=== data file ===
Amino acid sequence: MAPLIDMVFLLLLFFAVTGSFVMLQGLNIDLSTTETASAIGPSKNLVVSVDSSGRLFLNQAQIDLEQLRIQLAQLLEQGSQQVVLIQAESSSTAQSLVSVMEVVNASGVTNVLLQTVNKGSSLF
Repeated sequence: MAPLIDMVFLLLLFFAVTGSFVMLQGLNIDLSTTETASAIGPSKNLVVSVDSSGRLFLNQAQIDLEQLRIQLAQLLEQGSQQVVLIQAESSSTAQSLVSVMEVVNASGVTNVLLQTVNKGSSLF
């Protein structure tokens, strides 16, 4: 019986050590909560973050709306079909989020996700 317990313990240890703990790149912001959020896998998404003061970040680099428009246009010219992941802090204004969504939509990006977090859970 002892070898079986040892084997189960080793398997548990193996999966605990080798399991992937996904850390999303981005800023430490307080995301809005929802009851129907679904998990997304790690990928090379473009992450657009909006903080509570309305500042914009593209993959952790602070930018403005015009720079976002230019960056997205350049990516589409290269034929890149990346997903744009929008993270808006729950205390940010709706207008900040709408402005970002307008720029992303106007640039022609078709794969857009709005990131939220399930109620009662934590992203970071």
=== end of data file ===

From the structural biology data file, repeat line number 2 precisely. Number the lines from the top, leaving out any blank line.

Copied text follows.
Repeated sequence: MAPLIDMVFLLLLFFAVTGSFVMLQGLNIDLSTTETASAIGPSKNLVVSVDSSGRLFLNQAQIDLEQLRIQLAQLLEQGSQQVVLIQAESSSTAQSLVSVMEVVNASGVTNVLLQTVNKGSSLF